steeply up a boulder-strewn Nullah towards the serrated rocky crest of a spur curiously reminiscent of Dolomite scenery (Fig. 12). Skirting this to the north-east, we reached after about three miles a narrow ridge overlooking, at an elevation of about 12,500 feet, both the Dalgin and Iti Nullahs. From here we obtained a magnificent panoramic view over the whole ground extending from the Gilgit—Khanbari watershed to the glittering massif of Nangaparbat and the line of snowy peaks continuing it towards the Indus Kahistân. An atmosphere of dazzling clearness seemed to bring the great ice-clad range quite near, although in fact some sixty miles distant.
Then another two miles' ascent over huge beds of detritus and across what must once have been the névé-filled bed at the head of a former glacier brought us to the pass known as Phûno-phûno, at an elevation, as determined by barometrical observation, of about 13,65o feet. It was found to cross the watershed not towards Darél but towards the Kuren valley, which is drained by a considerable stream that joins the Khanbari a short distance above its confluence with the Indus. The Kuren valley, from what we could see while skirting the rocky crest at its head, appeared to resemble closely in its physical features the main Khanbari drainage. Less than a mile's progress along the above-mentioned crest brought us to a slight depression in the range, which at an elevation of a little over 14,000 feet gave access to the Ishkobar valley at the head-waters of the Darél river.
From this, the Chiyagal pass, wide views were again obtained towards the Gilgit—Indus watershed range, showing clearly the extensive pastures that its southern slopes afford to the herds of Darél. An easy descent over detritus slopes soon led us into a wide and almost flat basin showing unmistakable signs of having once been occupied by a large glacier, and next to a gently sloping amphitheatre of broad grassy uplands. Descending through this Pamir-like tract we reached the first firs below the fine meadows of Jojolôto, some four miles from the pass. Above this point birch trees clothed the slopes just as they would in Kashmir at this elevation of 11,000 to 12,000 feet. The track, after entering the forest, became very steep and either followed the boulder-filled bed of the stream or led along precipitous rock slopes (Fig. 14) scoured in places by land-slips, leaving us little time to admire the luxuriant vegetation on every side. After we had traversed about four miles of the forest, the firs gave place mainly to magnificent Deodars, and these continued in unbroken density right down to the junction with the main Darêl valley. As the bottom of the Ishkobar Nullah widened I noticed old cultivation terraces completely overrun by the forest. The first were met with a little above a point known as Kinekale, some seven miles below Jojolôto, where decayed walls of an old chiusa, half smothered by forest growth, stretched across the valley and up the precipitous flanking spurs.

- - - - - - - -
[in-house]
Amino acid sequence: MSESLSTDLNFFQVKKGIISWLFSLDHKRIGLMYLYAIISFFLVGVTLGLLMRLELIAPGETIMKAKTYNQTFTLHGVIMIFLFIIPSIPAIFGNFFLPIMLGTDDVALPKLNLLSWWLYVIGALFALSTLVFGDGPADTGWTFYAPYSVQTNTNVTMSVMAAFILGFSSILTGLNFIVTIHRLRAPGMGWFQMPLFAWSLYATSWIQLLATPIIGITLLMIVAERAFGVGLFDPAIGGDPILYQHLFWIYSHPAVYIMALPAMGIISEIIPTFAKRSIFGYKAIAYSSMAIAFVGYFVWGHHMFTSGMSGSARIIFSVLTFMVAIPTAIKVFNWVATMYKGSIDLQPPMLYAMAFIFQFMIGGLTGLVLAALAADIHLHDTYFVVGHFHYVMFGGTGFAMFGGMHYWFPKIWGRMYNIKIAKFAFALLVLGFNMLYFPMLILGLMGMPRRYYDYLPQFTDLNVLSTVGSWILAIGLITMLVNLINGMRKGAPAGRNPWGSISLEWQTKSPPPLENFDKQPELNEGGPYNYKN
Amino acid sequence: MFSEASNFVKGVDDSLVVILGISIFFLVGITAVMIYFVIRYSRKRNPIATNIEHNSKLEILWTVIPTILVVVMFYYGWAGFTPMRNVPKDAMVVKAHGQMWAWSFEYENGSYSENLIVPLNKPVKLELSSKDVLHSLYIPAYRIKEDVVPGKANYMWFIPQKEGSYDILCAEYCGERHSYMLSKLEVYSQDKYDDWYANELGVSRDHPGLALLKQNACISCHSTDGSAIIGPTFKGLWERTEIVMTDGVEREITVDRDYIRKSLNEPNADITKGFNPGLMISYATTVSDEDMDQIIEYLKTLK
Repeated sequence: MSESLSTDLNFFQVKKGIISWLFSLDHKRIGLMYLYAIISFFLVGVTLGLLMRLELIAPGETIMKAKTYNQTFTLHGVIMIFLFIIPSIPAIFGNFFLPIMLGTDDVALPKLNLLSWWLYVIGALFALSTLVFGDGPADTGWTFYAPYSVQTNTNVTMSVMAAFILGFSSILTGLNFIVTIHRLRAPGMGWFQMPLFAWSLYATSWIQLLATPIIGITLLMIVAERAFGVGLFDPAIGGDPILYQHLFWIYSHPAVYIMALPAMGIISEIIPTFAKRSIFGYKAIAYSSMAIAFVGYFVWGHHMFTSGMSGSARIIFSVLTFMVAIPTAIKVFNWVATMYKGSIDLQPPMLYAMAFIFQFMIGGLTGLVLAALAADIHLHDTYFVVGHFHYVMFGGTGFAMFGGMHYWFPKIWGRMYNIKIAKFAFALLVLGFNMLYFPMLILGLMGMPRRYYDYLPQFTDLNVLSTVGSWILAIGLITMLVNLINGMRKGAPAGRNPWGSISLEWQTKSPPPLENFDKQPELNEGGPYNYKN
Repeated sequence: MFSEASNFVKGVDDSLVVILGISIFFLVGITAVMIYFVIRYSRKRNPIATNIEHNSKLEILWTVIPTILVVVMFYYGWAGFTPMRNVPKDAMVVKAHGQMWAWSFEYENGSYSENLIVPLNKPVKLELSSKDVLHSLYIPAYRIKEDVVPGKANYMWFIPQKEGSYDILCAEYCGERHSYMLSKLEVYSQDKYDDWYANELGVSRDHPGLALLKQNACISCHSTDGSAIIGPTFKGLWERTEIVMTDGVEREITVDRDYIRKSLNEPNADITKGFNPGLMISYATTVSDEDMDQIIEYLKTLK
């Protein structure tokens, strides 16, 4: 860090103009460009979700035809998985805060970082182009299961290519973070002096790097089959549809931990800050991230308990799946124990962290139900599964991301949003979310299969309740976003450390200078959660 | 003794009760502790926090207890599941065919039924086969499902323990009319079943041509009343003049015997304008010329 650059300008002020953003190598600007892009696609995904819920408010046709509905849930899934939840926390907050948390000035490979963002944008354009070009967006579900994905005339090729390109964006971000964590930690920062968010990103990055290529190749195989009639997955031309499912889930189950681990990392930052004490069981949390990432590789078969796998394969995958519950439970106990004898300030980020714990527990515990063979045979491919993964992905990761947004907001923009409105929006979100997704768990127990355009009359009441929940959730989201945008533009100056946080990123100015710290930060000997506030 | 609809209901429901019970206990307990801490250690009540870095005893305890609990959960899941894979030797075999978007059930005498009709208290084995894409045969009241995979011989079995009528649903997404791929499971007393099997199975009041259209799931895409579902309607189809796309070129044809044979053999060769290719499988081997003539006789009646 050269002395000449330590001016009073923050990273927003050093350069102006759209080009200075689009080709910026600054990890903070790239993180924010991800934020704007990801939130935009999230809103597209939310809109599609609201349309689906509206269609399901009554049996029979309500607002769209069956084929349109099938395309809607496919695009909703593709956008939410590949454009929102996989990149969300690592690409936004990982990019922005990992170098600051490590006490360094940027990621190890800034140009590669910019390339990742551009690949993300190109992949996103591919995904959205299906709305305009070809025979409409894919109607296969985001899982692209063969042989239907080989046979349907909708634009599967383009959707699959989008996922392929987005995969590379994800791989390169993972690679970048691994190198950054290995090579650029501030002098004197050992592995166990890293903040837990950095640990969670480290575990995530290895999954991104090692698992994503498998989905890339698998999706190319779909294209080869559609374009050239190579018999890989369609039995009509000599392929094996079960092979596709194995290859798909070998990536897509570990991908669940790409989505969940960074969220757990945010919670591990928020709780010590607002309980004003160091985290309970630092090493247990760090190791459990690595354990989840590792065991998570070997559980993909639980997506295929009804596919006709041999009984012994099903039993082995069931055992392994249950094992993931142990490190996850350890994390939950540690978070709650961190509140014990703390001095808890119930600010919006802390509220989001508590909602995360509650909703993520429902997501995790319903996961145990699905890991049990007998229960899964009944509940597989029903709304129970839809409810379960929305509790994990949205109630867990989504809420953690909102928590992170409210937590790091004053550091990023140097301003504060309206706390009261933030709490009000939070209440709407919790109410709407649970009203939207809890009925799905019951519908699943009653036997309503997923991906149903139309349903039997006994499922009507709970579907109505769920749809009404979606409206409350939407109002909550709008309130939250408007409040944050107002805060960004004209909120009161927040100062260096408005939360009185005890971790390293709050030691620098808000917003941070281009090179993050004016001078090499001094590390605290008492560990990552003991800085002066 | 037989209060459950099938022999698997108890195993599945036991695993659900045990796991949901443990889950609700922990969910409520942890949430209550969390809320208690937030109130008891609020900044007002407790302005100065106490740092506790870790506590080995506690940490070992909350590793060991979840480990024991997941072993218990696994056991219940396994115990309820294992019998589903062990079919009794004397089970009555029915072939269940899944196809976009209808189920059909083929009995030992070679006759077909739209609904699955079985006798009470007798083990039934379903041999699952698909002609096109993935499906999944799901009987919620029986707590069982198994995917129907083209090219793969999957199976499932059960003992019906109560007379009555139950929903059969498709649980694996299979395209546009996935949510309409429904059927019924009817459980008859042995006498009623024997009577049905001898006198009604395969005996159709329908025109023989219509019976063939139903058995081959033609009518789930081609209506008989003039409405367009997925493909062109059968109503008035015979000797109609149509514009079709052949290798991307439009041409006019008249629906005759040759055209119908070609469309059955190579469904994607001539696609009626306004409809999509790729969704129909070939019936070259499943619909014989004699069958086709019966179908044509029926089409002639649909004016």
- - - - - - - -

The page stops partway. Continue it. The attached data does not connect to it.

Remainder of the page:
Lower down, too, where the mouth of the valley opens out into an almost flat delta watered by branches of its stream, the forest maintained its hold. Huge Deodars up to a hundred feet and more in height rose in dense clumps over what was evidently fertile and had once been cultivated ground but was now wholly unoccupied except for a few log huts of graziers. As we passed down towards the main valley known in this part as Nyachût, there opened before me a delightful view across verdant meadow land and towards the frowning lofty range rising above it westwards. The slopes facing the main valley on that side looked very precipitous (Fig. 11). Yet everywhere, right up to a height of about 11,000 feet, they appeared clothed with forest as fine and close as that through which we had passed on the way from Ishkobar. It was a sight of alpine richness as impressive as any I had ever beheld in Kashmir and a fitting introduction to the latent resources of Darél.
That these resources, however neglected in modern times, had yet left their mark on the present conditions of life in the valley became apparent as in the twilight I passed, near the left